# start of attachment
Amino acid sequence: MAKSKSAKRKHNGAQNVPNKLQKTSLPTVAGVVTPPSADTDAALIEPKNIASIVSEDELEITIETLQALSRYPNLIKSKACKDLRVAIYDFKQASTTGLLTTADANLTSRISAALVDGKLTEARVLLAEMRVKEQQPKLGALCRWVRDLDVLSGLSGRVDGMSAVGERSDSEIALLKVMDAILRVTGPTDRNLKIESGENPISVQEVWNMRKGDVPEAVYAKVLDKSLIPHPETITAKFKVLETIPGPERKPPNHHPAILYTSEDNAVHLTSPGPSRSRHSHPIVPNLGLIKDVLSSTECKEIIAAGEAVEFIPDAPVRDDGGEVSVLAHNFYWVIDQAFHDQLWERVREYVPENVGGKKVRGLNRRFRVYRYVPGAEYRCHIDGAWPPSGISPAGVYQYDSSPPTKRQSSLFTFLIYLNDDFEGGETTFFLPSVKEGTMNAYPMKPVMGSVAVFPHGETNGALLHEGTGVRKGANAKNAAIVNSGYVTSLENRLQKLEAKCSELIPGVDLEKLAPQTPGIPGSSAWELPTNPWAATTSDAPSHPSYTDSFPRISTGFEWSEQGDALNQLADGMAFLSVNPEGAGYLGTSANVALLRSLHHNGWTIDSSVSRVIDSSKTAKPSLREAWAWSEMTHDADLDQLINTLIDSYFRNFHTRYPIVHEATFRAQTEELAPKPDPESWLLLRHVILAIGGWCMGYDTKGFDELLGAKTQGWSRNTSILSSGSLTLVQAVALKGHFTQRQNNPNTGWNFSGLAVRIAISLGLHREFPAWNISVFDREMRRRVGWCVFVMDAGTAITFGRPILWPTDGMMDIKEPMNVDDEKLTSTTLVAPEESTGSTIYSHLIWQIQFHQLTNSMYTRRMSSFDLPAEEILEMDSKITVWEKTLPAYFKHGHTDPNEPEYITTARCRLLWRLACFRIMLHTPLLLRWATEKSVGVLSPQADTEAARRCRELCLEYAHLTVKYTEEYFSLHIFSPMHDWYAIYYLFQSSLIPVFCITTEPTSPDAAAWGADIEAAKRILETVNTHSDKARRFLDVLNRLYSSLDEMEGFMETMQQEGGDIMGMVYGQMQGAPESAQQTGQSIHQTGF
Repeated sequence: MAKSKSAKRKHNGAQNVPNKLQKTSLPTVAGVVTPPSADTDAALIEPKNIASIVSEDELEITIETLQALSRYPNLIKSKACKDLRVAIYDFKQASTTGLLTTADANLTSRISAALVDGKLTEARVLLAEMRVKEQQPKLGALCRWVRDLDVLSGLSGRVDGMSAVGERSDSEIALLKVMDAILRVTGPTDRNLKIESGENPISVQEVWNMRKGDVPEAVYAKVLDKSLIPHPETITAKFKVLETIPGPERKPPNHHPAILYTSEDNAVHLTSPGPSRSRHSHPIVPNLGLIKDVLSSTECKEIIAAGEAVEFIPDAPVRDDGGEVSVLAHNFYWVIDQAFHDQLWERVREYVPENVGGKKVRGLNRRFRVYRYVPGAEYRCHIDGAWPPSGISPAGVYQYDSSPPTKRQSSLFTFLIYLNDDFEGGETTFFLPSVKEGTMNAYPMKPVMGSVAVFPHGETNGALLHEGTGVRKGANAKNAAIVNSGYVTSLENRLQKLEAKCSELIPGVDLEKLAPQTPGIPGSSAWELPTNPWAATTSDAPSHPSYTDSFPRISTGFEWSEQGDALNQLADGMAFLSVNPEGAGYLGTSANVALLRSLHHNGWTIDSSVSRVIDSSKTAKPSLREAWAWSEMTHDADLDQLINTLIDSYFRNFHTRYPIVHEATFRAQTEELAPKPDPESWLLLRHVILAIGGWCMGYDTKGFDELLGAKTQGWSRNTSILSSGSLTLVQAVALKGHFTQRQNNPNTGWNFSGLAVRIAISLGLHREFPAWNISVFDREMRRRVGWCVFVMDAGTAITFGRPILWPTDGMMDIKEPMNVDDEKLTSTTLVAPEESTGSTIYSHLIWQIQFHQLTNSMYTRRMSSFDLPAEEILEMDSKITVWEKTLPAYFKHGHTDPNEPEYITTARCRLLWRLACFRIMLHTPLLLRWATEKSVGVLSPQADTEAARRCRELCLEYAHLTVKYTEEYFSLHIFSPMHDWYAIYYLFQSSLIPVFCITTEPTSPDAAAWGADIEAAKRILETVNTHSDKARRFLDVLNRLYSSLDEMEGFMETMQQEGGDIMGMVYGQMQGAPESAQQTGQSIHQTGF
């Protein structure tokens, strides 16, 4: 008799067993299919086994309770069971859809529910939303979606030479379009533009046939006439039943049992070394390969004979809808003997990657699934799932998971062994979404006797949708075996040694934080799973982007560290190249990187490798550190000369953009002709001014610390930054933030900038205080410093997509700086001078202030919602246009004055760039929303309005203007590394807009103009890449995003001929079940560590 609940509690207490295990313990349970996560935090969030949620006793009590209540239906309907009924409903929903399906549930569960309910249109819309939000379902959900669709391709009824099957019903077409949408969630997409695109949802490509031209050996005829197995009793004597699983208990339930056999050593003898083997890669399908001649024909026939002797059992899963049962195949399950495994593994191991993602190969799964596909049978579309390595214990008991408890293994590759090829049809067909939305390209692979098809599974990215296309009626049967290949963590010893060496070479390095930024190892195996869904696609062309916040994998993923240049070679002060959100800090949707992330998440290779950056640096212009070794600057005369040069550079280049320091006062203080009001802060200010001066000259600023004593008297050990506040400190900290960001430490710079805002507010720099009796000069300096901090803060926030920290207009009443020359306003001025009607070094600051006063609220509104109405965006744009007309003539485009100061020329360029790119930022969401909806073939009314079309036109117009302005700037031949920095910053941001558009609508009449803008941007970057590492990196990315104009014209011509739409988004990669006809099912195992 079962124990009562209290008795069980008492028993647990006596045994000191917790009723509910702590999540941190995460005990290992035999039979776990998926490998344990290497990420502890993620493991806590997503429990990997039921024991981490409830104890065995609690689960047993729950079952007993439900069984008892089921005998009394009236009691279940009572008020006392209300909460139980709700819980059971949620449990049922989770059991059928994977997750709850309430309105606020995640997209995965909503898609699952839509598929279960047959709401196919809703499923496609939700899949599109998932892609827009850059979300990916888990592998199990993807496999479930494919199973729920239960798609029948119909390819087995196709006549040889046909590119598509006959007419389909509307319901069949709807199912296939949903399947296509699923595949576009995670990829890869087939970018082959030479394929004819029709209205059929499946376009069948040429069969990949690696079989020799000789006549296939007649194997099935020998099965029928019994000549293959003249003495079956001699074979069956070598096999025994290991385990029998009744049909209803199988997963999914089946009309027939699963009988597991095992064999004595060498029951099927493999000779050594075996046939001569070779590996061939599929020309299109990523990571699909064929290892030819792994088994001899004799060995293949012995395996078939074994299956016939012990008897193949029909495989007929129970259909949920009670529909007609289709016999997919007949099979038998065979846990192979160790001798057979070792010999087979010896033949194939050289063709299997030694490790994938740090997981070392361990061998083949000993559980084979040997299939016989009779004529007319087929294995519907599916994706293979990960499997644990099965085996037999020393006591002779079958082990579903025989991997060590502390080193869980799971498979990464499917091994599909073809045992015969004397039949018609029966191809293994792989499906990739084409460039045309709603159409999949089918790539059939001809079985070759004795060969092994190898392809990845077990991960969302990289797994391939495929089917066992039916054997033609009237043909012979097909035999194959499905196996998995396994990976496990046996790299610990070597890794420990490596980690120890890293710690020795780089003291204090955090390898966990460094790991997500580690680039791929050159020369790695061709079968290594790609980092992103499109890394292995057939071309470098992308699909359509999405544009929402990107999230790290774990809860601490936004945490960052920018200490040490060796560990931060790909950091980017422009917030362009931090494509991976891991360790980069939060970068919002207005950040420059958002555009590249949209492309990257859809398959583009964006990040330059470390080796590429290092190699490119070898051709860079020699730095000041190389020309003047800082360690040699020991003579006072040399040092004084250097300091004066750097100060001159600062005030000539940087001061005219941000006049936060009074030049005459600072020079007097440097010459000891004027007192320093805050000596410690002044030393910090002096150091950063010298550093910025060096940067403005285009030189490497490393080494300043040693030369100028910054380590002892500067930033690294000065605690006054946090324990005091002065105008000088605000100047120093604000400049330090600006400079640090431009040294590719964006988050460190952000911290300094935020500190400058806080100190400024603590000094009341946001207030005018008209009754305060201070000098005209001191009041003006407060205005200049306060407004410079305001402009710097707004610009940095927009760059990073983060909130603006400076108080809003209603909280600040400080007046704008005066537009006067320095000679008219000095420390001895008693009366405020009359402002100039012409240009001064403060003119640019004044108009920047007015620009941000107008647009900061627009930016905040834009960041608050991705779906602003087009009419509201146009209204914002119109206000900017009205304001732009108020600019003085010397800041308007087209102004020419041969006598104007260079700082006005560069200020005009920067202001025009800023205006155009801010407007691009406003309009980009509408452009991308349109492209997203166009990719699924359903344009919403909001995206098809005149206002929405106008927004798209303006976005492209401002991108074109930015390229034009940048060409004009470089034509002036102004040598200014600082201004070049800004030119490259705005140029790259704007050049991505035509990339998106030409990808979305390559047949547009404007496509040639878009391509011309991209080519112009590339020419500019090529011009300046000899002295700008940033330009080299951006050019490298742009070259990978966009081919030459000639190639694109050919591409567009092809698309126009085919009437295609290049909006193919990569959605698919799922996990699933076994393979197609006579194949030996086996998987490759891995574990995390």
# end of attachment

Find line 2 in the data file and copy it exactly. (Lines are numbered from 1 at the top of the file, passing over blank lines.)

Repeated sequence: MAKSKSAKRKHNGAQNVPNKLQKTSLPTVAGVVTPPSADTDAALIEPKNIASIVSEDELEITIETLQALSRYPNLIKSKACKDLRVAIYDFKQASTTGLLTTADANLTSRISAALVDGKLTEARVLLAEMRVKEQQPKLGALCRWVRDLDVLSGLSGRVDGMSAVGERSDSEIALLKVMDAILRVTGPTDRNLKIESGENPISVQEVWNMRKGDVPEAVYAKVLDKSLIPHPETITAKFKVLETIPGPERKPPNHHPAILYTSEDNAVHLTSPGPSRSRHSHPIVPNLGLIKDVLSSTECKEIIAAGEAVEFIPDAPVRDDGGEVSVLAHNFYWVIDQAFHDQLWERVREYVPENVGGKKVRGLNRRFRVYRYVPGAEYRCHIDGAWPPSGISPAGVYQYDSSPPTKRQSSLFTFLIYLNDDFEGGETTFFLPSVKEGTMNAYPMKPVMGSVAVFPHGETNGALLHEGTGVRKGANAKNAAIVNSGYVTSLENRLQKLEAKCSELIPGVDLEKLAPQTPGIPGSSAWELPTNPWAATTSDAPSHPSYTDSFPRISTGFEWSEQGDALNQLADGMAFLSVNPEGAGYLGTSANVALLRSLHHNGWTIDSSVSRVIDSSKTAKPSLREAWAWSEMTHDADLDQLINTLIDSYFRNFHTRYPIVHEATFRAQTEELAPKPDPESWLLLRHVILAIGGWCMGYDTKGFDELLGAKTQGWSRNTSILSSGSLTLVQAVALKGHFTQRQNNPNTGWNFSGLAVRIAISLGLHREFPAWNISVFDREMRRRVGWCVFVMDAGTAITFGRPILWPTDGMMDIKEPMNVDDEKLTSTTLVAPEESTGSTIYSHLIWQIQFHQLTNSMYTRRMSSFDLPAEEILEMDSKITVWEKTLPAYFKHGHTDPNEPEYITTARCRLLWRLACFRIMLHTPLLLRWATEKSVGVLSPQADTEAARRCRELCLEYAHLTVKYTEEYFSLHIFSPMHDWYAIYYLFQSSLIPVFCITTEPTSPDAAAWGADIEAAKRILETVNTHSDKARRFLDVLNRLYSSLDEMEGFMETMQQEGGDIMGMVYGQMQGAPESAQQTGQSIHQTGF